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Revenue grew to $4.8bn (£3.1bn) in the quarter ending 26 October, from $4.45bn (£2.8bn) a year earlier, but chief executive officer John Chambers admitted the outlook for the industry remains cloudy.
On a pro forma basis, excluding the effect of acquisition charges, payroll tax on employee stock option exercises, losses on public equity investments and certain non-recurring items, Cisco reported a net income of $1.03bn (£660m).
For the second quarter, Chambers projected revenue to remain flat or fall by about 3-4%.
Employee count reached 35,278, down 288 from the previous quarter, according to executives.
The bulk of Cisco's revenue continued to come from its traditional businesses, namely routing and switching equipment, though security product revenue showed double-digit growth in the quarter.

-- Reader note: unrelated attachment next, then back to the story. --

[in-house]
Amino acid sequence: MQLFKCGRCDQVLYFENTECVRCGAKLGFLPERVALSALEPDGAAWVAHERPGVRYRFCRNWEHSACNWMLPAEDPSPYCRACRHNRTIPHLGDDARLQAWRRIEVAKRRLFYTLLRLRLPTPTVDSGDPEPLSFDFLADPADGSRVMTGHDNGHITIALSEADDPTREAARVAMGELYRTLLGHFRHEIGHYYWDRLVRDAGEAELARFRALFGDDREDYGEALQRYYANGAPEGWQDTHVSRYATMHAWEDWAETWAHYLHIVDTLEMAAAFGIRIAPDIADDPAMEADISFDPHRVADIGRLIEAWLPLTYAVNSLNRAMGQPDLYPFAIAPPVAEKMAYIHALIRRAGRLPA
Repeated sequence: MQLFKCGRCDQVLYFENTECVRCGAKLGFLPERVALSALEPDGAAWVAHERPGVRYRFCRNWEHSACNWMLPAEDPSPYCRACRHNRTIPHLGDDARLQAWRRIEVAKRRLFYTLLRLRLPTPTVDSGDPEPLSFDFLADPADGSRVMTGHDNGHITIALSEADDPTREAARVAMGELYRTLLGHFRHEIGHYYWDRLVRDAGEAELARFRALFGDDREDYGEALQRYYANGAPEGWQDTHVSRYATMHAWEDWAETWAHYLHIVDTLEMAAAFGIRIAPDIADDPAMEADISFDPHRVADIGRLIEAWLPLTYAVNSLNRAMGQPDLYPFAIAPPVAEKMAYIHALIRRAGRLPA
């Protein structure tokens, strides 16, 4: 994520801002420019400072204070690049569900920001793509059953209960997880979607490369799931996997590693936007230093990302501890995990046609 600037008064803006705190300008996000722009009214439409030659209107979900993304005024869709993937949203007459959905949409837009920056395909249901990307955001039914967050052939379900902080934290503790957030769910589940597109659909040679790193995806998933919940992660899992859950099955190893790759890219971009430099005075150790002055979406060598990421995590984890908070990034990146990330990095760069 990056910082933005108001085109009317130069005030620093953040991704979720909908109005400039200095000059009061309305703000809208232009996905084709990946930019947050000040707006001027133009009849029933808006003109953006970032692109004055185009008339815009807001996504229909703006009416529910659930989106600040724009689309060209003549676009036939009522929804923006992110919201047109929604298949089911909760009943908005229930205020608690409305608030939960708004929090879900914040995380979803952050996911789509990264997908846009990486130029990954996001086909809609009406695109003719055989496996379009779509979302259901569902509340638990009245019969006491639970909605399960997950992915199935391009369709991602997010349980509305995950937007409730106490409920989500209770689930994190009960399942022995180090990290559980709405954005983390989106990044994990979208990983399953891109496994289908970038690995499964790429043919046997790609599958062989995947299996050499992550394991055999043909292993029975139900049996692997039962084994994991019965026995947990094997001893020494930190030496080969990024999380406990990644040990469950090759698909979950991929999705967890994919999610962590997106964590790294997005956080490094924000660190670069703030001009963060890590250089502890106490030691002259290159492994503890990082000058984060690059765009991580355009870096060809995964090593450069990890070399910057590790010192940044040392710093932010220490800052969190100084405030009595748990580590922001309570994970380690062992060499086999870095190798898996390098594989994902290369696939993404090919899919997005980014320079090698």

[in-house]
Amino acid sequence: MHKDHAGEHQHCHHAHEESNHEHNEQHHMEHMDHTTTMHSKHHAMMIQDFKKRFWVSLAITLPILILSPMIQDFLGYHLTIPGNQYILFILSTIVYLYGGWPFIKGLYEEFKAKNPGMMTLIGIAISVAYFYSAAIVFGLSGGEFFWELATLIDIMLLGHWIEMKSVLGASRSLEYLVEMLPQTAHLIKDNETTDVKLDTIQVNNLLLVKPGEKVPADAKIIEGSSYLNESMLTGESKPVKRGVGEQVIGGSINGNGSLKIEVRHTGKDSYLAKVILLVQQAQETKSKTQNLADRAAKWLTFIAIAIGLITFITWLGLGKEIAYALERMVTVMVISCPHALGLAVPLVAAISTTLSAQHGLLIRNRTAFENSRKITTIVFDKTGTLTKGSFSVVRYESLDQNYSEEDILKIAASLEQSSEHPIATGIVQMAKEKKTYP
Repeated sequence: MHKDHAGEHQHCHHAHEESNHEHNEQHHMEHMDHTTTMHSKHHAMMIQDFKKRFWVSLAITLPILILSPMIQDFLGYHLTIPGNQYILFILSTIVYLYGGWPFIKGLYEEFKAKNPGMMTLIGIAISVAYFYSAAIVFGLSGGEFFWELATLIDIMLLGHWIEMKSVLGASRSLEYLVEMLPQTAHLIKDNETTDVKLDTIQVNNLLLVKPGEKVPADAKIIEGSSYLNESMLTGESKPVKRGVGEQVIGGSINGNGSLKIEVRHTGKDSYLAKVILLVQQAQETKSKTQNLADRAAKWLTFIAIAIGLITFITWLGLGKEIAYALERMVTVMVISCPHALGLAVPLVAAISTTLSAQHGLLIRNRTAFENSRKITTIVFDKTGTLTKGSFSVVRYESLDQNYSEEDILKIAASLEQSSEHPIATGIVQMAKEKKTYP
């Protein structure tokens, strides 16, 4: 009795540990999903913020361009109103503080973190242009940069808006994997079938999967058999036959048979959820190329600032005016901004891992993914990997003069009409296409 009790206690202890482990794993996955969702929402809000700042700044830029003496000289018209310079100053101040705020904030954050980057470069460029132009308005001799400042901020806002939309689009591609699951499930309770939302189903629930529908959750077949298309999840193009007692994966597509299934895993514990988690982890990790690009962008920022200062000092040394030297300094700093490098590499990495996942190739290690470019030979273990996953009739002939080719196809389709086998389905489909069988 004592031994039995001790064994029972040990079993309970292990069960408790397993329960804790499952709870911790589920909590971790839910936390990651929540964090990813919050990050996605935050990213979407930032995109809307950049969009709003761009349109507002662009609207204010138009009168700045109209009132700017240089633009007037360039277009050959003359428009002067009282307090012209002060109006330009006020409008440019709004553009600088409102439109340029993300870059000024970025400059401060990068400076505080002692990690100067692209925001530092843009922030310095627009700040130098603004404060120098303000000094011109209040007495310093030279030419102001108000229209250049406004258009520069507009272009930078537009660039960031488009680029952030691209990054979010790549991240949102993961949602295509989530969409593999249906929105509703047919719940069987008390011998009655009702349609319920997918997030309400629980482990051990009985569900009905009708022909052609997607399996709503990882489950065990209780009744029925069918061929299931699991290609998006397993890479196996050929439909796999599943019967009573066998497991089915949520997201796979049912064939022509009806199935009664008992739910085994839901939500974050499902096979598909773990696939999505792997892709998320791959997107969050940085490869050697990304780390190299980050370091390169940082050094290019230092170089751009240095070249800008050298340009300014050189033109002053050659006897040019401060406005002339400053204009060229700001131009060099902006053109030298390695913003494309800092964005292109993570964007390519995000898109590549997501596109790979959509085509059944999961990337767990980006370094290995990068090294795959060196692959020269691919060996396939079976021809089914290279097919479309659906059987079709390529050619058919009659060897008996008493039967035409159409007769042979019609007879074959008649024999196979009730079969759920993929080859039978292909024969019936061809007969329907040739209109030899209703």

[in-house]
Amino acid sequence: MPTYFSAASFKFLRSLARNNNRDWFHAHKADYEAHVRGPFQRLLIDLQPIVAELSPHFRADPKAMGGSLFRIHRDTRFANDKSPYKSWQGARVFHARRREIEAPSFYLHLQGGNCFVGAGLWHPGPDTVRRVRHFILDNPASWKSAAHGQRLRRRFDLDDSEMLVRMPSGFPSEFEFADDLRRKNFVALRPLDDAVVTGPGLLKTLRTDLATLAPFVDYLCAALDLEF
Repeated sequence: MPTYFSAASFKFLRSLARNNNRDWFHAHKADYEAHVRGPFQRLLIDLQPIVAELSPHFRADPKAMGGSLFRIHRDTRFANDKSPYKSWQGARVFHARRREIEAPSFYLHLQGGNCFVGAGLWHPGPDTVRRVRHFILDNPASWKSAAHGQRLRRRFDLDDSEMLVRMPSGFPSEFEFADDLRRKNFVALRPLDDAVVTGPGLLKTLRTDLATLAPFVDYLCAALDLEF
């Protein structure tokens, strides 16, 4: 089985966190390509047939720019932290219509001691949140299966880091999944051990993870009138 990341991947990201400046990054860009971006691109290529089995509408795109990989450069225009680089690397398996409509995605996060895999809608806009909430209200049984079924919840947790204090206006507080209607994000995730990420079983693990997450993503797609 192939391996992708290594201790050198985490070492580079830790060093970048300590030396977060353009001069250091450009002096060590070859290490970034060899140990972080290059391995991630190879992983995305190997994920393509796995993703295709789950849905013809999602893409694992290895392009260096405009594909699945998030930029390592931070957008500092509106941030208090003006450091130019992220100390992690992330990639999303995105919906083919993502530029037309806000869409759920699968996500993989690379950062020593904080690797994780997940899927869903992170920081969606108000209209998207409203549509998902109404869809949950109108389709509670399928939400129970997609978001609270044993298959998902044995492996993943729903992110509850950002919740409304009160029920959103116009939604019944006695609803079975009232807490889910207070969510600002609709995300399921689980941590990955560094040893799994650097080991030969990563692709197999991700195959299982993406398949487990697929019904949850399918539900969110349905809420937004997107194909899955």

With growing sales of firewalls, VPN (virtual private network) products and intrusion detection systems, Cisco gained market share against both its traditional rivals and new competitors.
Overall, switches accounted for 42% of revenue, routers for 27%, access products for 5% and other products for 9%. Services accounted for 17%of revenue, said Larry Carter, Cisco's chief financial officer.
The Asia-Pacific region was Cisco's most stable market, with double-digit growth in orders in China, Chambers said. Asia had 11% of all sales, while Japan had 7%.
The US accounted for half of all revenue but continued to suffer from weak spending by telecommunications carriers and certain types of enterprises. Retail, education, housing and the federal government appeared stronger, while the hospitality and telecommunications service sectors remained weak.
Countries in the Americas excluding the US remained weak, falling to 4% of sales from 5% the previous quarter. Europe, the Middle East and Africa made up 28% of sales, Chambers said. Brighter spots in Europe included Eastern Europe and the UK.